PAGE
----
If you teach an autistic child, you may be looking for ways to support them in and out of the classroom. Here we have listed some of the ideas, tools and resources to help autistic pupils thrive, ranging in age from nursery to sixth-form.
Laws to abide by
Anyone working with SEND (Special Educational Needs and Disabilities) children / young people need to know about the SEND code of practice. Launched in 2014, it describes the duties of Local Authorities, health bodies, schools and colleges to provide for SEND individuals up to the age of 25 years.
Other laws you will need to know about are:
- Special Educational Needs and Disability Regulations 2014
- Children and Families Act 2014
- The Equality Act 2010
- Autism Act 2009
Resources provided by your Local Authority (e.g. Bristol City Council) are a useful starting place when looking for additional help. Services are listed as part of the Local Offer, including a section dedicated to those living / working with Autistic individuals. The links below take you to the Local Offers from Bristol, South Gloucestershire, North Somerset and BaNES:
- Bristol Local Offer
- South Gloucestershire Local Offer
- North Somerset Local Offer
- BaNES Local Offer (aka Rainbow Resource)
Each Local Authority should have an Autism Outreach Team [e.g. Bristol Autism Team (BAT)] who can support teachers, providing services such as awareness training and plans tailored for individual students. Each Authority’s Local Offer has details of the team in your area, how to refer a pupil and links to other services that they offer. It is also useful to know how to make a referral to services such as the local paediatric Occupational Therapy or Speech and Language Therapy team, as they will can provide ideas, exercises, techniques and resources to help a child reach their potential.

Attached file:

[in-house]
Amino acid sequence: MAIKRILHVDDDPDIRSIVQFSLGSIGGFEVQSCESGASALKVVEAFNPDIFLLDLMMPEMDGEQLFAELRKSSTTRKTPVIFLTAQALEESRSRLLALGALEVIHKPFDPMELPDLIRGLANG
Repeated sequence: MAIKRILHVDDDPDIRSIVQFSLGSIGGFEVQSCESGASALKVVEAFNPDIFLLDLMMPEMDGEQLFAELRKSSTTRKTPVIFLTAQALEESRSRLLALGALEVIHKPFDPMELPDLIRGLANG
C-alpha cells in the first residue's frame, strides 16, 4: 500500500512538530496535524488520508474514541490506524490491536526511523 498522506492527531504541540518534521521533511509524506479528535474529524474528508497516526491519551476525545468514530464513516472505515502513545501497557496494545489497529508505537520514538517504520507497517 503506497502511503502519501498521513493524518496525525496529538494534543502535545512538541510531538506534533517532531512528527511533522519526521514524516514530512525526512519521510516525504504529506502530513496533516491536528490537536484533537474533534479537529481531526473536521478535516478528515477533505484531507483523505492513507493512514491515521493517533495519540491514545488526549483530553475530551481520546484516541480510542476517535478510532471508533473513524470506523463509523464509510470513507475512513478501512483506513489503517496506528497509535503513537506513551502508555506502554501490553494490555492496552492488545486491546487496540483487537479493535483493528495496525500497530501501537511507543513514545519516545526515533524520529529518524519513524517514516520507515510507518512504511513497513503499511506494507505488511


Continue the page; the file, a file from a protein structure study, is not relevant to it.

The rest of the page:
Speech and Language Therapy
Speech and language therapy (SaLT) is about much more than just talking. It also takes a holistic view of communication, getting needs met, communicating feelings, etc.
- Bristol and South Gloucestershire NHS Clinical Children’s Health Partnership (CCHP) SaLT service
- North Somerset SaLT team
- Talk Speech Therapy
- Child Speech Therapy
Occupational therapy deals with ways to help individuals with daily tasks, such as dressing and self-care. In a school setting, this can involve things like writing and using movement breaks or fiddle toys to reduce anxiety and improve concentration.
- Bristol and South Gloucestershire NHS Clinical Children’s Health Partnership (CCHP) OT service
- North Somerset OT team
- Therapy Space
Anxiety and Stress
Anxiety and stress can cause many problems for autistic individuals. For example, the uncertainty of transitions can cause huge anxiety. Transitions happen every day (between lessons, between activities, going to school, going home) as well as in between big events such as changing educational establishments, having a supply teacher rather than the normal teacher, building up to Christmas etc. With a little planning and forethought both by the school and by the family, a lot of the difficulties created by transitions can be avoided.
- Autism West Midlands – a PDF with ideas to help manage anxiety and stress
- Autism West Midlands – the five point scale
- Anxiety and autism in the classroom – a guide written for professionals by the NAS
Communication and understanding are one of the difficulties that autistic children struggle with. Many children find visual prompts, timetables and other such tools are much more easy to follow than verbal commands. The following links provide useful techniques, ideas and tools for communicating with autistic pupils in a way that’s accessible, and which enables them to fulfil their potential.
- Autism Spectrum Teacher – A blog with ideas for use in the classroom.
- Boardmaker – an app designed to map out activities for autistic children.
- Easyonthei – ideas on how to simplify communication
- Makaton – a form of communication that uses signs and symbols
- Social Stories – a simple way to tell about an activity, lesson or change.
- More social stories – Autism West Midlands
- Talking Point – communication support for those working with children
- The Communication Trust – Speech, Language and Communication Progression Tools